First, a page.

Install phpMyAdmin On Ubuntu 20.04 LTS - Download

Fig 16

Right-click and copy the download link of your preferred choice and download it as shown below.

# Install Packages
sudo apt install zip unzip php-mbstring php-gd php-zip php-json

# Download phpMyAdmin
sudo wget https://files.phpmyadmin.net/phpMyAdmin/5.0.2/phpMyAdmin-5.0.2-all-languages.zip
# OR
sudo wget https://files.phpmyadmin.net/phpMyAdmin/5.0.2/phpMyAdmin-5.0.2-all-languages.tar.gz

Now install phpMyAdmin as shown below.

# Extract phpMyAdmin
sudo unzip phpMyAdmin-5.0.2-all-languages.zip
# OR
sudo tar xvf phpMyAdmin-5.0.2-all-languages.tar.gz

# Deploy phpMyAdmin
sudo mv phpMyAdmin-5.0.2-all-languages /usr/share/phpmyadmin

# Create tmp directory
sudo mkdir -p /var/lib/phpmyadmin/tmp

# Change ownership
sudo chown -R www-data:www-data /var/lib/phpmyadmin

Now we will configure phpMyAdmin as shown below.

# Copy the configuration file
sudo cp /usr/share/phpmyadmin/config.sample.inc.php /usr/share/phpmyadmin/config.inc.php

# Update the configuration file
sudo nano /usr/share/phpmyadmin/config.inc.php

# Update
------
$cfg['blowfish_secret'] = 'THISIS32CHARACTERSLONGLONGSTRING'; // Any string of 32 characters
------
$cfg['TempDir'] = '/var/lib/phpmyadmin/tmp'; // Add at the last

# Save and exit the editor - Ctrl + o -> Enter -> Ctrl + x

Notes: If blowfish_secret is not set, phpMyAdmin throws the error - The configuration file now needs a secret passphrase (blowfish_secret).

You may also disallow root login by adding the additional configuration at the last as shown below.

$cfg['Servers'][$i]['AllowRoot'] = false;

This completes the installation of phpMyAdmin. Now create the configuration to access it as either sub-directory or virtual host to access it as sub-domain as shown below.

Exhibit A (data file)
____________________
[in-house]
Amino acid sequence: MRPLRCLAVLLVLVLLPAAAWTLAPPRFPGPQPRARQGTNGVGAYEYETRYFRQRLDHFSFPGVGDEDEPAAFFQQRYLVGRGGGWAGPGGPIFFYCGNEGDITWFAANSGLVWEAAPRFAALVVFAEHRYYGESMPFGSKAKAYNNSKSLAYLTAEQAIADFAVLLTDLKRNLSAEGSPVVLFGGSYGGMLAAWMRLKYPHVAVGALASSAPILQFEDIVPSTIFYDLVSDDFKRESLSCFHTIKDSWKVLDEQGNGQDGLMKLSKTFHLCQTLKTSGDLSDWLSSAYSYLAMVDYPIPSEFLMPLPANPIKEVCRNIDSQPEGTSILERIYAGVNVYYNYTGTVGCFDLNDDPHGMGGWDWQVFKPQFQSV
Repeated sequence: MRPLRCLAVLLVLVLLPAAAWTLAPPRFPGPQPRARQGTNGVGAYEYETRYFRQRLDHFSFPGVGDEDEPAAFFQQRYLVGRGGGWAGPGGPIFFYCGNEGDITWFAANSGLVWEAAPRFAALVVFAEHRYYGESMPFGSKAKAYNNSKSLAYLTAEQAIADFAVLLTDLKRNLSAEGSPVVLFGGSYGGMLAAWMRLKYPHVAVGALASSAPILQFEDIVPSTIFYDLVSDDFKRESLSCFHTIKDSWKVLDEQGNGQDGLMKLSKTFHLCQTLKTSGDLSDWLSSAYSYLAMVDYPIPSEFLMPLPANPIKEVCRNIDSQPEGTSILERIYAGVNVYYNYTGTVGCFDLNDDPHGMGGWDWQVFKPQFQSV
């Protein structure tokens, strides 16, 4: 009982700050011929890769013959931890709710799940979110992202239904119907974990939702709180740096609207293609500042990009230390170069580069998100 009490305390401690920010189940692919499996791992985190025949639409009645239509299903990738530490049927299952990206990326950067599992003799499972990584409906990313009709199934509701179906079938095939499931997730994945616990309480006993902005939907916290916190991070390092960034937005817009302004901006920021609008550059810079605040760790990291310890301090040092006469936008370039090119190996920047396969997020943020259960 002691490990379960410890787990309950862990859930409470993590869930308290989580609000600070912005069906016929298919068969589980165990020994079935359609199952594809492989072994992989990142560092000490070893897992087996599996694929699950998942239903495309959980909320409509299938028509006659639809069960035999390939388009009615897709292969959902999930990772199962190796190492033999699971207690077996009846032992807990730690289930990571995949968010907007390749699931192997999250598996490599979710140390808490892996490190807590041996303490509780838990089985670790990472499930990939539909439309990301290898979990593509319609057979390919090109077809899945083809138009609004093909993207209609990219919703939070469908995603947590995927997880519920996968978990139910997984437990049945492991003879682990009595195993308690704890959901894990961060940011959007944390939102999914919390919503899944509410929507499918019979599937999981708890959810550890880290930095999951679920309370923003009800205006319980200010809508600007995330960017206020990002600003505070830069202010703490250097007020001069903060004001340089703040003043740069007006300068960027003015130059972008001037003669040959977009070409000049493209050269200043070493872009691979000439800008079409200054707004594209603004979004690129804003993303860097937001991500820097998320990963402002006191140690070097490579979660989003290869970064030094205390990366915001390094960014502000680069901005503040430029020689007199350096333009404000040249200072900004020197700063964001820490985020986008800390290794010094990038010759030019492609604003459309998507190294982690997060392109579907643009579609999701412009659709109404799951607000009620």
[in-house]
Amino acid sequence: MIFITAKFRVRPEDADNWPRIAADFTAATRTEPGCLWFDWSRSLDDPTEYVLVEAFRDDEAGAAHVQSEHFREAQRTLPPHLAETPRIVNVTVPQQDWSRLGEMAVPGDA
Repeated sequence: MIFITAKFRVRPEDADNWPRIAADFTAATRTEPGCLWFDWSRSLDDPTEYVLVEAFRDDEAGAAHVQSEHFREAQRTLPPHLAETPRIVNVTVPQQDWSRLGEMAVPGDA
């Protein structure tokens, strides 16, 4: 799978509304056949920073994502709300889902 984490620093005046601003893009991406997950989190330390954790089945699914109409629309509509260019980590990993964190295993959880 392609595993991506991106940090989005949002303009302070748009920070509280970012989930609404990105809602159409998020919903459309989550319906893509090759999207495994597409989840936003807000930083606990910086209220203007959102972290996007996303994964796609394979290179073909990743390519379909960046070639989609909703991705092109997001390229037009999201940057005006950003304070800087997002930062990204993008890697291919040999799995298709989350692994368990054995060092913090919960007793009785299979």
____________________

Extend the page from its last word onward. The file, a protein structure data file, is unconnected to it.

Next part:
Sub-Directory

Create the Apache configuration and enable it as shown below.

# Create the Configuration
sudo nano /etc/apache2/conf-available/phpmyadmin.conf

# Configuration content
Alias /mydb /usr/share/phpmyadmin

<Directory /usr/share/phpmyadmin>
Options SymLinksIfOwnerMatch
DirectoryIndex index.php
AllowOverride All

<IfModule mod_php7.c>
php_admin_value upload_tmp_dir /var/lib/phpmyadmin/tmp
php_admin_value open_basedir /usr/share/phpmyadmin/:/etc/phpmyadmin/:/var/lib/phpmyadmin/:/usr/share/php/php-gettext/:/usr/share>
</IfModule>

</Directory>

# Disallow web access to directories that don't need it
<Directory /usr/share/phpmyadmin/templates>
Require all denied
</Directory>
<Directory /usr/share/phpmyadmin/libraries>
Require all denied
</Directory>

# Save and exit the editor

# Enable PHP module mbstring
sudo phpenmod mbstring

# Enable configuration
sudo a2enconf phpmyadmin

# Restart Apache
sudo systemctl restart apache2

The above-mentioned commands enable phpMyAdmin as a sub-domain to the primary domain using the alias mydb. It can be accessed as shown below.

Localhost - http://localhost/mydb OR http://127.0.0.1/mydb

Remote/Production Server - http://www.myserverdomain.com/mydb OR http://xx.xx.xxx.xxx/mydb - Replace www.myserverdomain.com with your server's domain address or xx.xx.xxx.xxx with your server's IP address.

We can disable the phpMyAdmin by executing the command as shown below.

# Disable phpMyAdmin
sudo a2disconf phpmyadmin

# Reload Apache
sudo systemctl reload apache2

Sub-Domain

We can also install phpMyAdmin as a sub-domain. Disable the phpMyAdmin configured as sub-directory as shown above. Now create and enable the virtual host for phpMyAdmin as shown below.

# Disable phpMyAdmin sub-directory configuration
sudo a2disconf phpmyadmin

# Create phpMyAdmin virtual host
sudo nano /etc/apache2/sites-available/db.myserverdomain.com.conf

# Content - phpMyAdmin virtual host
<VirtualHost *:80>
ServerName mydb.myserverdomain.com
ServerAlias mydb.myserverdomain.com
ServerAdmin admin@myserverdomain.com

DocumentRoot /usr/share/phpmyadmin
<Directory /usr/share/phpmyadmin>
Options SymLinksIfOwnerMatch
DirectoryIndex index.php
AllowOverride All

# limit libapache2-mod-php to files and directories necessary by pma
<IfModule mod_php7.c>
php_admin_value upload_tmp_dir /var/lib/phpmyadmin/tmp
php_admin_value open_basedir /usr/share/phpmyadmin/:/etc/phpmyadmin/:/var/lib/phpmyadmin/:/usr/share/php/php-gettext/:/usr/share/php/php>
</IfModule>
</Directory>

# Disallow web access to directories that don't need it
<Directory /usr/share/phpmyadmin/templates>
Require all denied
</Directory>
<Directory /usr/share/phpmyadmin/libraries>